Nordmann Firs are a good choice as they have low drop needles and are seemingly the staple Christmas tree that most of us choose. Not quite so well known, but equally as attractive as the Nordmann and again with low drop needles is the Fraser. Grown in Scotland, they are deemed to be the best value for quality and height. They also have an attractive citrus-like fragrance and the branches are slightly upturned, giving the tree a very special shape.
So what about artificial Christmas trees? It is certainly easy to understand their appeal, particularly today when artificial trees look so real! No mess and some even come with the lights already fitted. The branches and needles look so realistic that it would be difficult to tell the difference. Also they appeal because their shape is uniform without looking too rigid. Finally, the range of colours from green to gold to silver to red cater for individual colour themed decorations.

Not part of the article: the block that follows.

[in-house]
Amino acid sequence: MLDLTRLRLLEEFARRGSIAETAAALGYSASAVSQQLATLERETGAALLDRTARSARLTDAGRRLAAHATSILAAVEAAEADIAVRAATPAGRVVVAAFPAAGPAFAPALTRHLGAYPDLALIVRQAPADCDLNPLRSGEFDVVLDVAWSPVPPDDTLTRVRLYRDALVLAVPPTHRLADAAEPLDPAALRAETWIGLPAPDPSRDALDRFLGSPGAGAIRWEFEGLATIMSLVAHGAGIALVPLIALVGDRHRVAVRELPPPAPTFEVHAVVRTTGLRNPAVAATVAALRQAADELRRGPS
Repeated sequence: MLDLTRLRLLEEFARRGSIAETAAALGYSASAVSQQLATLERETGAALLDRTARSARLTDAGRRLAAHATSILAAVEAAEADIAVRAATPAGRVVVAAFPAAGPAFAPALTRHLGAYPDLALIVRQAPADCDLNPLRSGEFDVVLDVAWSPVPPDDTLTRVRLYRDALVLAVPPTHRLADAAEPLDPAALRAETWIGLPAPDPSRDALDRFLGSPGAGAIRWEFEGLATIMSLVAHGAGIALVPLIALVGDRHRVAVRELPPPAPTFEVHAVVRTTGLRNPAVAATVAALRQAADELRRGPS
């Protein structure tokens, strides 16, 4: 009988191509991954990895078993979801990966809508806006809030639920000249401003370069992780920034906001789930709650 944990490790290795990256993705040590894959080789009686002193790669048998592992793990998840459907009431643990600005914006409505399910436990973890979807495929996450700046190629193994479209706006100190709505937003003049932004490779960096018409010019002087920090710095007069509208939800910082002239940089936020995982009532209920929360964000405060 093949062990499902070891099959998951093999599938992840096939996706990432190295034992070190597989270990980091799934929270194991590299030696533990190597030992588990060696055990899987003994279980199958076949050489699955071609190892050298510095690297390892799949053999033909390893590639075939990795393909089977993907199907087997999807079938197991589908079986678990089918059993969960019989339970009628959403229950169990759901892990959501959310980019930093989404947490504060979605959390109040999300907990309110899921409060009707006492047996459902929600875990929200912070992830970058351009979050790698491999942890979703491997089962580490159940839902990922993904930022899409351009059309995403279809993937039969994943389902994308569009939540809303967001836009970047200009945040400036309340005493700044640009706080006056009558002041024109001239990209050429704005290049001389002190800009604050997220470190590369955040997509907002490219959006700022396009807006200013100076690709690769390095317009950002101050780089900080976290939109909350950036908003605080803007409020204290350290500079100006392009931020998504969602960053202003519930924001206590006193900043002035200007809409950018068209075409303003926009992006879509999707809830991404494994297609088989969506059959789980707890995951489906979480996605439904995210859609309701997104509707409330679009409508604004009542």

Do you know the Christmas tree is surrounded by legend? Apparently, it all began in Devon during the 7th century when the Devon born monk, St Boniface, went to Germany to teach the word of God. He used the triangular shape of a fir tree to describe the Holy Trinity. However it was not until the 15th century that the first trees were decorated and brought inside at Christmas in Germany.
In the early days, trees were decorated with apples, nuts, dates and paper flowers together with candles. In 1882 an associate of Thomas Edison invented the first tiny electric lights, which then became the fairy lights that now adorn Christmas trees. The first known Christmas tree to go up in England was at the Queen’s Lodge in Windsor put up by the German born Queen Charlotte in 1800. However, photographs of Queen Victoria, Prince Albert and their children decorating their Christmas tree really gave them more widespread appeal.